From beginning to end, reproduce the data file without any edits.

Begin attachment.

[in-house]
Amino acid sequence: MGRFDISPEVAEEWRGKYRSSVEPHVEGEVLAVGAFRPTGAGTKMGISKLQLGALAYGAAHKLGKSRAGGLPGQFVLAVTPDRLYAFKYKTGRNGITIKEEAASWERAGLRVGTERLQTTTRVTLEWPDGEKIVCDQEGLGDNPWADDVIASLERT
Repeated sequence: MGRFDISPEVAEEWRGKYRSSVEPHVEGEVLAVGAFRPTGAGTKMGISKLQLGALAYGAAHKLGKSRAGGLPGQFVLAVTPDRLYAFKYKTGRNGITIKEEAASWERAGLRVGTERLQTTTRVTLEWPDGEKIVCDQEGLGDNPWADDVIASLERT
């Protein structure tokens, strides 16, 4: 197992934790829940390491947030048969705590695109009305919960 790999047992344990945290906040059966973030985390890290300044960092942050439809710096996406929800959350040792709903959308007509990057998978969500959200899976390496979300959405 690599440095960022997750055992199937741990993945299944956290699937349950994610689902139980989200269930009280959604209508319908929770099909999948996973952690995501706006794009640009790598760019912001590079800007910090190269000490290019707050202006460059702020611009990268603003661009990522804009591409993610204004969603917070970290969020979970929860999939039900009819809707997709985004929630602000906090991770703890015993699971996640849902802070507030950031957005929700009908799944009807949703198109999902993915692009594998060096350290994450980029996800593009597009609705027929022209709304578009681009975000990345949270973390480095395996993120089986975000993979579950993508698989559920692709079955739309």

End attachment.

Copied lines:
[in-house]
Amino acid sequence: MGRFDISPEVAEEWRGKYRSSVEPHVEGEVLAVGAFRPTGAGTKMGISKLQLGALAYGAAHKLGKSRAGGLPGQFVLAVTPDRLYAFKYKTGRNGITIKEEAASWERAGLRVGTERLQTTTRVTLEWPDGEKIVCDQEGLGDNPWADDVIASLERT
Repeated sequence: MGRFDISPEVAEEWRGKYRSSVEPHVEGEVLAVGAFRPTGAGTKMGISKLQLGALAYGAAHKLGKSRAGGLPGQFVLAVTPDRLYAFKYKTGRNGITIKEEAASWERAGLRVGTERLQTTTRVTLEWPDGEKIVCDQEGLGDNPWADDVIASLERT
């Protein structure tokens, strides 16, 4: 197992934790829940390491947030048969705590695109009305919960 790999047992344990945290906040059966973030985390890290300044960092942050439809710096996406929800959350040792709903959308007509990057998978969500959200899976390496979300959405 690599440095960022997750055992199937741990993945299944956290699937349950994610689902139980989200269930009280959604209508319908929770099909999948996973952690995501706006794009640009790598760019912001590079800007910090190269000490290019707050202006460059702020611009990268603003661009990522804009591409993610204004969603917070970290969020979970929860999939039900009819809707997709985004929630602000906090991770703890015993699971996640849902802070507030950031957005929700009908799944009807949703198109999902993915692009594998060096350290994450980029996800593009597009609705027929022209709304578009681009975000990345949270973390480095395996993120089986975000993979579950993508698989559920692709079955739309």